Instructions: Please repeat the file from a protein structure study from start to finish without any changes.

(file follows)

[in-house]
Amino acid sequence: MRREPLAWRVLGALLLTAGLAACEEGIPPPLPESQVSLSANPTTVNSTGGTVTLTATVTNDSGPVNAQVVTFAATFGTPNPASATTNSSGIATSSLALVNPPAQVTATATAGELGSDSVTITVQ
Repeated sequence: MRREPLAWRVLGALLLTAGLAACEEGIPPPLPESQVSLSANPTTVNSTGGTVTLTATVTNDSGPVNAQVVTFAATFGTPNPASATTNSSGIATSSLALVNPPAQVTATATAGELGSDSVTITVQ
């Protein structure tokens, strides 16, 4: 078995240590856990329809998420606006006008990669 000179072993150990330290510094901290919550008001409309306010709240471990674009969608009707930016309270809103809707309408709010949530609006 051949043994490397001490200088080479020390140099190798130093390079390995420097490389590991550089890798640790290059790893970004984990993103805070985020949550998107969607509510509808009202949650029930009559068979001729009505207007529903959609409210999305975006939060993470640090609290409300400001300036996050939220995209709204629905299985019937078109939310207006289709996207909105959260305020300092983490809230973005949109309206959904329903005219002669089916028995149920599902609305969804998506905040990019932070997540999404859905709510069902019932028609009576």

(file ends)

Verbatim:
[in-house]
Amino acid sequence: MRREPLAWRVLGALLLTAGLAACEEGIPPPLPESQVSLSANPTTVNSTGGTVTLTATVTNDSGPVNAQVVTFAATFGTPNPASATTNSSGIATSSLALVNPPAQVTATATAGELGSDSVTITVQ
Repeated sequence: MRREPLAWRVLGALLLTAGLAACEEGIPPPLPESQVSLSANPTTVNSTGGTVTLTATVTNDSGPVNAQVVTFAATFGTPNPASATTNSSGIATSSLALVNPPAQVTATATAGELGSDSVTITVQ
């Protein structure tokens, strides 16, 4: 078995240590856990329809998420606006006008990669 000179072993150990330290510094901290919550008001409309306010709240471990674009969608009707930016309270809103809707309408709010949530609006 051949043994490397001490200088080479020390140099190798130093390079390995420097490389590991550089890798640790290059790893970004984990993103805070985020949550998107969607509510509808009202949650029930009559068979001729009505207007529903959609409210999305975006939060993470640090609290409300400001300036996050939220995209709204629905299985019937078109939310207006289709996207909105959260305020300092983490809230973005949109309206959904329903005219002669089916028995149920599902609305969804998506905040990019932070997540999404859905709510069902019932028609009576």